The “Cradle-to-Prison” Pipeline
All children should get what they need to live happy, healthy lives no matter what their circumstances. This includes arming children early on with the tools they’ll need in order to become successful adults. But unfortunately, the past continues to strangle the present and the future in the US of A. Children with an incarcerated parent are more likely to become incarcerated. Black children are nearly nine times and Latino children are three times as likely as White children to have an incarcerated parent. Blacks constitute one-third and Latinos one-fifth of the prisoners in the USA and 1 in 3 Black men, 20 to 29 years old, is under correctional supervision or control. Of the 2.3 million in jail or prison, 64 percent are minority. Much closer to home, every year 50,000 pre-schoolers are suspended from public pre-school programs. This does not consider all of the preschool students that are suspended from private programs. These children represent the very beginning of the school-to-prison-pipeline.
We believe Frederick Douglass’s correct observation that “it is easier to build strong children than to repair broken men.” And yet, no single sector or group can solve these child-and nation-threatening crises alone but all of us can together. We must replace our current paradigm of punishment as a first resort with a paradigm of prevention and early intervention.
What do I need to know about the Cradle-to-Prison Pipeline?
- Children of color are more likely to live in poverty than their White peers – Black and Latino children make up a disproportionate percentage of children living in poverty.
- Children of color and those growing up in poverty are less likely to receive quality education – children growing up at risk, in poverty, and/or are Latino or Black receive lower scores on their standardized exams. This is not a reflection of the children themselves; instead it is a reflection of systemic inequity that plagues families and children from low-income communities.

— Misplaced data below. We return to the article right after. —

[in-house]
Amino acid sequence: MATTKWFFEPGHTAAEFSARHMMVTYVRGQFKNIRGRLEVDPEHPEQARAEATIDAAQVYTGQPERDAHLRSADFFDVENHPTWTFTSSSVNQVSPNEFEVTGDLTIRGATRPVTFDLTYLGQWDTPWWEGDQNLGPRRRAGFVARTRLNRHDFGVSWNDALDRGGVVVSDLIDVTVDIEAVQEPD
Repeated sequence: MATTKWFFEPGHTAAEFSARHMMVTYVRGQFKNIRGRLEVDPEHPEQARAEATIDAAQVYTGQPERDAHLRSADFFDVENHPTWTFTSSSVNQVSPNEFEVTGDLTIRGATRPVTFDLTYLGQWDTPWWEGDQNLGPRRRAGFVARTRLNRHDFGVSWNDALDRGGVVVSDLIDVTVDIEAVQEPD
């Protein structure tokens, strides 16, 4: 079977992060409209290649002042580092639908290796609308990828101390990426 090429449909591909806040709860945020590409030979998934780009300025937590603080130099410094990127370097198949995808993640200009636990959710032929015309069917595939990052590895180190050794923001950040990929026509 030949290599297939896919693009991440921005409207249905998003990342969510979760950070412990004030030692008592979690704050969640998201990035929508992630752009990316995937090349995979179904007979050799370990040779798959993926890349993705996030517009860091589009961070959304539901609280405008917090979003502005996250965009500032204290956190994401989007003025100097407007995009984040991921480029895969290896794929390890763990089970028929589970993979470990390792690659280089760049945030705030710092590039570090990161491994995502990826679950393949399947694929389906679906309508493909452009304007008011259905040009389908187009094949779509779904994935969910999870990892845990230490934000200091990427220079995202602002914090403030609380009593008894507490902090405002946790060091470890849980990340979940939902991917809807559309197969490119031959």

- Children of color face stricter discipline in schools – students of color, particularly Black and Latino students, are treated with harsher discipline and thus are less likely to graduate from high school. This puts them on a trajectory making it less likely to graduate, and more likely to go to prison.
- Children of color are more likely to end up in prison – Black and Latino children are more likely to go to jail in their lifetime than their white peers not because of potential, but because of systemic inequity as a result of race and poverty.
What Can I Do? Marian Wright Edelman, founder of the Children’s Defense Fund says, “Every child needs a healthy start; a head start – that means early childhood education; a safe start; a fair start… and a successful transition to adulthood.” It is crucial that while we hold space in our hearts and minds for those negatively impacted, we also keep believing in our creativity and capacity to generate better solutions. The first step is acknowledging and understanding how the intersection of poverty and race collide to negatively impact a child’s likelihood to reach their full academic and personal potential. Watching injustice unfold is heartbreaking, and the complexity of the issue can make it seem nearly impossible to overcome, but this is not stopping all of us!
- Robert W. Coleman Elementary School in the City of Baltimore has been doing something different when children act out. They are teaching their students about meditation and mindfulness to interrupt disruptive behaviors and improve children’s attention span and focus, instead of resorting quickly to punishment. As a result, the school has had zero student suspensions since they started this practice. Children are bringing this awareness to their homes too. Parents tell the school that their children are reminding them to be mindful and use meditation when they are stressed out 😃
- As early childhood educators, we must explore and learn to manage our implicit racial biases. Implicit biases can be understood as automatic and unconscious stereotypes that influence judgments and decisions regarding others. Many of the underlying causes of preschool discipline may not be rooted in child behavior, but rather flaws in adults’ decision-making.
- Shift away from destructive approaches to discipline and practice ways to build crucial social-emotional skills in your students. Help children build critical skills such as sharing and taking turns, playing games together, and how to effectively cope with a range of emotions.
- Introduce kids to books they can see themselves in, and role models who can show them the possibilities of what they can become.
Resources for additional learning: